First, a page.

12. Period or cohort effect?

A full analysis of a possible cohort effect in the widespread mortality decline is yet to be made. Instead, the time series in the countries which have been experiencing sudden changes in trend are examined in the following in order to see whether the changes have taken place in different age groups simultaneously or with a time lag which could be indicative of a cohort effect.

        The countries in which the sharpest breaks in trend have occurred are Japan, Finland, West Germany, Norway and Czechoslovakia. Instead of annual series which proved too unsteady, we have used quinquennial averages and calculated the percentage change from one to the next. These are shown in Table 14 for the four 5-year age groups below age 100. The development is illustrated in Figure 8 but without the group 95-99 which frequently showed rather erratic values. The following is a commentary of the findings.


M ales. A moderate decline in the 1950s came to a stop around 1960 after which began an ever more precipitous fall. Through all these changes all age groups run parallel though the oldest group only approximately.

Females. A slow initial decline stopped around 1960 after which began a sharp drop simultaneously in all age groups, accelerating till about 1975 after which it has continued apace.


Males. A slow decline in the 1950s turned into a rise and then, around 1970 into a steep decline which slowed down in the 1980s. All these stages were simultaneous at all ages.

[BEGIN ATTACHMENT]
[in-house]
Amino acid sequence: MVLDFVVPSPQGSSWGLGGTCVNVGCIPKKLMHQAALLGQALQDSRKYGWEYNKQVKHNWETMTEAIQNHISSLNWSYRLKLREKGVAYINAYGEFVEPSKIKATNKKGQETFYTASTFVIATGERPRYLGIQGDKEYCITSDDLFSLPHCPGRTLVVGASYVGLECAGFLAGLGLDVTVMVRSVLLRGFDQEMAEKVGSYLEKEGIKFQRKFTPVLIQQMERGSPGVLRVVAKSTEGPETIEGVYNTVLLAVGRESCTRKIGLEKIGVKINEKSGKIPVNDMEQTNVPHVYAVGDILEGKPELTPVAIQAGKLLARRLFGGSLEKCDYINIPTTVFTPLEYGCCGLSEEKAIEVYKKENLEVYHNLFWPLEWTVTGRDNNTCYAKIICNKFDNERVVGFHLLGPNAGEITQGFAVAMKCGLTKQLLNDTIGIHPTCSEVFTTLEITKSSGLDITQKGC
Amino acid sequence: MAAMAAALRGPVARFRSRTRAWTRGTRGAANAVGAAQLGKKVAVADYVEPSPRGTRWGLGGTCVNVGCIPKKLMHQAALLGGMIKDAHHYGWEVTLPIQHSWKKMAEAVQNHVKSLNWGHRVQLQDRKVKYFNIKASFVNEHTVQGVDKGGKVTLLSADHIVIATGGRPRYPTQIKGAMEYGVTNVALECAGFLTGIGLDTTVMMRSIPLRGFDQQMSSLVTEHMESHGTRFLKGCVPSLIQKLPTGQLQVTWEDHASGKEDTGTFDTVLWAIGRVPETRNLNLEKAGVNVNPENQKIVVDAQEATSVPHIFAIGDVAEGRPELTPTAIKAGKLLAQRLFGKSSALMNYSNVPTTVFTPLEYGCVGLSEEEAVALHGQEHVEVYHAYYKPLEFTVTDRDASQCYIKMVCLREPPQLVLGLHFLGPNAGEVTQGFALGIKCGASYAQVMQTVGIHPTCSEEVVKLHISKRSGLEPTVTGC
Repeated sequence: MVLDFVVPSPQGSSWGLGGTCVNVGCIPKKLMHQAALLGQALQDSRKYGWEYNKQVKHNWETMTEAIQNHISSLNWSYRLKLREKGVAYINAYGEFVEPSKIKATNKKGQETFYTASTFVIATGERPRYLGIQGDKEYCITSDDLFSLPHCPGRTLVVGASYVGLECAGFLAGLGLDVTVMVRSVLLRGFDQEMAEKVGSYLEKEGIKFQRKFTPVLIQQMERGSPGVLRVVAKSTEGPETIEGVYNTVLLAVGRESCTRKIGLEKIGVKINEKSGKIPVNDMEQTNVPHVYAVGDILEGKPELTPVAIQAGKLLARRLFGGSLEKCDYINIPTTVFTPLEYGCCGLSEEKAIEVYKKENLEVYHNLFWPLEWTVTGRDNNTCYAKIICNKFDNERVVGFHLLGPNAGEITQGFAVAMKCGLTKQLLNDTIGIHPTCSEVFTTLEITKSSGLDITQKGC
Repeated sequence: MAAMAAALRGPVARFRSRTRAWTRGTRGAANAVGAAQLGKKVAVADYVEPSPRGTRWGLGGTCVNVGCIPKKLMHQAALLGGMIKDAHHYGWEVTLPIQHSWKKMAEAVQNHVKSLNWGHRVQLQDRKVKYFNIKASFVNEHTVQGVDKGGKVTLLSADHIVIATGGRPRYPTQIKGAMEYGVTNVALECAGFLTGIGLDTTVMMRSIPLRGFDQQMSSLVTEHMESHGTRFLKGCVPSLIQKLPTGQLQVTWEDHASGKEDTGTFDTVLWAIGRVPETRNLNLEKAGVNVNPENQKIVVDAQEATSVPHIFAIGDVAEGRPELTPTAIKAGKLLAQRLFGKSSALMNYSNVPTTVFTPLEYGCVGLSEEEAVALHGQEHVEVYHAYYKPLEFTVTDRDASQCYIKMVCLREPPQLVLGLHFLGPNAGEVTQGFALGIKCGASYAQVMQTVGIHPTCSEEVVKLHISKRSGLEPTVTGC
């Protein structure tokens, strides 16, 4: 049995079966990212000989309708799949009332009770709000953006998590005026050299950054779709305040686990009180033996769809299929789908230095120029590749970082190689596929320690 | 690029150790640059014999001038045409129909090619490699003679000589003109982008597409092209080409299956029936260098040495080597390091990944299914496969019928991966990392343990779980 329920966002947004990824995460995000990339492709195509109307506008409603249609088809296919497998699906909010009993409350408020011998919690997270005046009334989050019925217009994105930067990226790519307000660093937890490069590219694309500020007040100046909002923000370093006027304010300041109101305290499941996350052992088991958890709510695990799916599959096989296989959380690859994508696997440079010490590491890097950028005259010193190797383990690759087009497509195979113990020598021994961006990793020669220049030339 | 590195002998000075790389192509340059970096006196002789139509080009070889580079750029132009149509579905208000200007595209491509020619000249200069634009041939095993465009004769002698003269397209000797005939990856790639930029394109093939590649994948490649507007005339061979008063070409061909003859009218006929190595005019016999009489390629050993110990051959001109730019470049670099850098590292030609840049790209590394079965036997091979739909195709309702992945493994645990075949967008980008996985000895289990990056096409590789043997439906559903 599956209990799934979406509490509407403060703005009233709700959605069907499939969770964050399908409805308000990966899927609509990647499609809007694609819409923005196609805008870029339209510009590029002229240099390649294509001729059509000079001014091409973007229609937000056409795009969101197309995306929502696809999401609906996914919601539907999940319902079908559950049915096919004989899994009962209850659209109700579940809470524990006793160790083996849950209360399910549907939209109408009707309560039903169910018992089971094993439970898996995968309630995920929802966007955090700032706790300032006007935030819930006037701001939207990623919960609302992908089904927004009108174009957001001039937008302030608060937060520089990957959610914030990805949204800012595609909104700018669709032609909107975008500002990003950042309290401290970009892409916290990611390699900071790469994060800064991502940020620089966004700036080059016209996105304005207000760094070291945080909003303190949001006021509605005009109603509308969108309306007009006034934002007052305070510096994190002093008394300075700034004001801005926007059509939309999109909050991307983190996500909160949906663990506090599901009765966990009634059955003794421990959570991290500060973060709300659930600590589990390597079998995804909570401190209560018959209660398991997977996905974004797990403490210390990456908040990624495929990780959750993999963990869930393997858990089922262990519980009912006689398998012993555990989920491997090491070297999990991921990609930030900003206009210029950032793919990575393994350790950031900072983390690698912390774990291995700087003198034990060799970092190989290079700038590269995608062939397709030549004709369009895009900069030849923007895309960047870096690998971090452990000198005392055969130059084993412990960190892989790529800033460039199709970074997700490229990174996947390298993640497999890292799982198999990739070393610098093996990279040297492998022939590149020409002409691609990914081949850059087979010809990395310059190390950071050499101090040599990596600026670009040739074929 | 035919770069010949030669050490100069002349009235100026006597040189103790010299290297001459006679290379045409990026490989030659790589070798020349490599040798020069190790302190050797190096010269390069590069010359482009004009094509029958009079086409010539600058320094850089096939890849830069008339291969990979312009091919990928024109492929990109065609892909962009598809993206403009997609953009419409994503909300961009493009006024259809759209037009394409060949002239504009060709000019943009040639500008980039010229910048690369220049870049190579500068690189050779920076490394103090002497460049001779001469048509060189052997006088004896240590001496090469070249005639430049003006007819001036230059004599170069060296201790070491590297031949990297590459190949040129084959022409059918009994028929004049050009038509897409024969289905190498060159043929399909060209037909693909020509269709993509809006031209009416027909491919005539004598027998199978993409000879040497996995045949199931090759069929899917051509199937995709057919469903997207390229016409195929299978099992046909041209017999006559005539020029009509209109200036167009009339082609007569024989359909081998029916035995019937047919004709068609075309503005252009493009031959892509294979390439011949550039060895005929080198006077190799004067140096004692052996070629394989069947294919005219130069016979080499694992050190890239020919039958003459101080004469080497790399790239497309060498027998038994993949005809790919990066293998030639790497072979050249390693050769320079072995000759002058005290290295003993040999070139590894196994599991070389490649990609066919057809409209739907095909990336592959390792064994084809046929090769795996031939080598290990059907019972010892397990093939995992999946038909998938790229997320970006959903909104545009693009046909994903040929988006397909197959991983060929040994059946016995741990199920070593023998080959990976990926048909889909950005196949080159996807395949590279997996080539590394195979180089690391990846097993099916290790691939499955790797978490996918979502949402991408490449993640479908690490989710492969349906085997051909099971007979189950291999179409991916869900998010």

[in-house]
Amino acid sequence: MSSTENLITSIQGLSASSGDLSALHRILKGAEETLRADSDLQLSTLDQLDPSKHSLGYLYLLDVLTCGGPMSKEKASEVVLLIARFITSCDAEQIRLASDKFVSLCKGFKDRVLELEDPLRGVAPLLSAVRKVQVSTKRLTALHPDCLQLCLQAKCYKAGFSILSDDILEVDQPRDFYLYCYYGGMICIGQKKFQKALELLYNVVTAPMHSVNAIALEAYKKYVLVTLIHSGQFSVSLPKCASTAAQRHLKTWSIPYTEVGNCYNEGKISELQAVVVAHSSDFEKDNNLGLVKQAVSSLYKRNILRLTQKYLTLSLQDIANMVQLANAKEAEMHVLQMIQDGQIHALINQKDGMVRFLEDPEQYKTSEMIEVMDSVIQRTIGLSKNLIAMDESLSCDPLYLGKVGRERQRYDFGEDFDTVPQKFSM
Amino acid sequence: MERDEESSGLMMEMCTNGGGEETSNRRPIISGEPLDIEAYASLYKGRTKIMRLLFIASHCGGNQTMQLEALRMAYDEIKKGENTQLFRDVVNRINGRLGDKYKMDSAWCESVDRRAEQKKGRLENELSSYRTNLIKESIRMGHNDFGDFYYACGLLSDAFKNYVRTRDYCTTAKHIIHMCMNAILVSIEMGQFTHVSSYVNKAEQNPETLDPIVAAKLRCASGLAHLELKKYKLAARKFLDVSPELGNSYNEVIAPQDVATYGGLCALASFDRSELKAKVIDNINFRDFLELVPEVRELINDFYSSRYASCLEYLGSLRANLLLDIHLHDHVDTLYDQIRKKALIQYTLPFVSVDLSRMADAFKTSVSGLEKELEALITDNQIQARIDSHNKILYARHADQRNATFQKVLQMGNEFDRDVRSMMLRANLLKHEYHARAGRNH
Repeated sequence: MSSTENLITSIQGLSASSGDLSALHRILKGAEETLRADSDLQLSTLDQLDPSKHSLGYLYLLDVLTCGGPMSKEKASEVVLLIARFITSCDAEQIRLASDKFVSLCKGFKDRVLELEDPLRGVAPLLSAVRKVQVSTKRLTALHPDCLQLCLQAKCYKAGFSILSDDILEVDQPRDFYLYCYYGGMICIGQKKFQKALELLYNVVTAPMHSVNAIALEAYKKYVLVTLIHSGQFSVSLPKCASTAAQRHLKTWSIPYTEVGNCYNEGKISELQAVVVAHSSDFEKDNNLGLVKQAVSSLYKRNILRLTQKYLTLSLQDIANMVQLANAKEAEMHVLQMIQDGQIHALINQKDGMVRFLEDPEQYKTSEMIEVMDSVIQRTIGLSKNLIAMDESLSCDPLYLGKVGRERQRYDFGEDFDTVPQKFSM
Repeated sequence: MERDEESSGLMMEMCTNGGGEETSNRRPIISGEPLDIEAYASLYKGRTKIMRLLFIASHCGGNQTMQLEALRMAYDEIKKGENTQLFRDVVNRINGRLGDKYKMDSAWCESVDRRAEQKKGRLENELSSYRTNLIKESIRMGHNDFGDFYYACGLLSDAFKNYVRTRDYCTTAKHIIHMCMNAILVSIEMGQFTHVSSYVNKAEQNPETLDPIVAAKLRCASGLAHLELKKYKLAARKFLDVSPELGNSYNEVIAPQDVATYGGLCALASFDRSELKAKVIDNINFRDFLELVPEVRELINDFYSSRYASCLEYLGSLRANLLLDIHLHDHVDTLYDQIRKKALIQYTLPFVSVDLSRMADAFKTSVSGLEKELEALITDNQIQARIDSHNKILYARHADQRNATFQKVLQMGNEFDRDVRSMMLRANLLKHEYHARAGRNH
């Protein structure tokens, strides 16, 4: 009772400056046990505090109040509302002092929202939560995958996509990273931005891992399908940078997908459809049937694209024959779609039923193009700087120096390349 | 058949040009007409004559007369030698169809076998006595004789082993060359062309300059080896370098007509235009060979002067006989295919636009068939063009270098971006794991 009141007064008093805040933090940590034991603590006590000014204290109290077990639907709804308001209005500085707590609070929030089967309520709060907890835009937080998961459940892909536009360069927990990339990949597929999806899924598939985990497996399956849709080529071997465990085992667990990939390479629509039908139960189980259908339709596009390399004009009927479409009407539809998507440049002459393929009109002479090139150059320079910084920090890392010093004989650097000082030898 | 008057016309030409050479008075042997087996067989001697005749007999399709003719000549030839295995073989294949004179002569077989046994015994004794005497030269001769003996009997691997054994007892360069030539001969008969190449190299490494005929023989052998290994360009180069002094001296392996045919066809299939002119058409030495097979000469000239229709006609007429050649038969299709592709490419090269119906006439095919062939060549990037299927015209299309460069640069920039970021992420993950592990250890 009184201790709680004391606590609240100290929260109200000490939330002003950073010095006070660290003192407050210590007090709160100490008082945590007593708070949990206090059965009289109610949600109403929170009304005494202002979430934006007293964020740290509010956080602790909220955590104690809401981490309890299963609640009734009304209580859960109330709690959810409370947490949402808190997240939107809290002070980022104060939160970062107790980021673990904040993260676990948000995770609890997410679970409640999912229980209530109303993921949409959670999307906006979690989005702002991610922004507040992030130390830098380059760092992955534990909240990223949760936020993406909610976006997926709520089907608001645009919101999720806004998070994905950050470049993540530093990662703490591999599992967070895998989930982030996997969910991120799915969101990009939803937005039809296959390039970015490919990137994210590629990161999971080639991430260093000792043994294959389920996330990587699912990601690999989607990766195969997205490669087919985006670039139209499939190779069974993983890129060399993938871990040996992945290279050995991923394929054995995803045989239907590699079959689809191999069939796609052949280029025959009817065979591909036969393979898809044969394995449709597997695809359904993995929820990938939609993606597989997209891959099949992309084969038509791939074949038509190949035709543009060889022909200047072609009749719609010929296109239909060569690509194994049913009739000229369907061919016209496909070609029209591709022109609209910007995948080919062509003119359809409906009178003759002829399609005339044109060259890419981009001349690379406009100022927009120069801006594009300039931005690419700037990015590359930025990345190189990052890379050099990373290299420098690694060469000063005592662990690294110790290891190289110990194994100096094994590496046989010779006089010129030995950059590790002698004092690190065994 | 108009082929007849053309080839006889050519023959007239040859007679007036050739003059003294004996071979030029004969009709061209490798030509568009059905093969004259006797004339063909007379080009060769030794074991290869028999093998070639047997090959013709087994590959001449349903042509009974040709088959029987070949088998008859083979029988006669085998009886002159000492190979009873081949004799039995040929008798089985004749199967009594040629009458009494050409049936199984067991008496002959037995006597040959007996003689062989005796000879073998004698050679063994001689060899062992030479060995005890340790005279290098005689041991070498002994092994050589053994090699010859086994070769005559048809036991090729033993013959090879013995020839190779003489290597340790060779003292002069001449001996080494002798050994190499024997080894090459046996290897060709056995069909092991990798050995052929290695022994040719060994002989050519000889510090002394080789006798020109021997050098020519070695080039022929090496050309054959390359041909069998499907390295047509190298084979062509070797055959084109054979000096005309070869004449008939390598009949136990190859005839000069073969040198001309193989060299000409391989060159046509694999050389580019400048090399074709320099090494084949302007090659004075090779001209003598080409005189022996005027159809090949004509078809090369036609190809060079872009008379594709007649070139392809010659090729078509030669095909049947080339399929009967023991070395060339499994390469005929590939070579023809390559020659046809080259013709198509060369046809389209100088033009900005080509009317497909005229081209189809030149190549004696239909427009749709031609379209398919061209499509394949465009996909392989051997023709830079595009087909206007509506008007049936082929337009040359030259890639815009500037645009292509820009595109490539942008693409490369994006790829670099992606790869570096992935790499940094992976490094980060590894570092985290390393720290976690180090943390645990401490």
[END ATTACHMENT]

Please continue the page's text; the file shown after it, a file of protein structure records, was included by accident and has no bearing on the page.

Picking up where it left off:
Females. Similar development except that instead of an increase there was a stagnation in the 1960s and the drop after 1970 was even steeper than for men. All changes were closely parallel at all ages.

West Germany

After a slow improvement during the first two decades, a sharp fall began simultaneously for both sexes and all age groups around 1975 and it has continued until now.


Sharp drops have alternated with relative slowdowns and even an increase around 1960, always simultaneously for both sexes and all ages though with always a more favourable development for females.


Males. Initial improvement which may be seen as return to normal after the war, was followed by an increase in mortality until the last quinquennium brought about a sudden decline at all ages.

Females. The early improvement was more pronounced and lasted longer than with men. It was followed by a period of approximate stagnation and finally a sharp drop, similarly at all ages.

        To sum up, the development in any given country and for each sex has been closely simultaneous in all age groups, particularly the three younger ones which display the steadiest rates. Every important change in trend, whether up or down, has taken place virtually at the same time at all ages without any indication of time lag at older ages. It may be noted in particular that the time of onset of a rapid mortality decline has been simultaneous in the different age groups and therefore has not been produced gradually by supposedly healthier cohorts moving into higher ages. The existence of cohort factors is not precluded but it is obvious that their role, if any, has been only secondary and that the recent epoch-making decline in old age mortality has been caused by period factors with immediate effect.

Updated by V. Castanova, 1 March 1999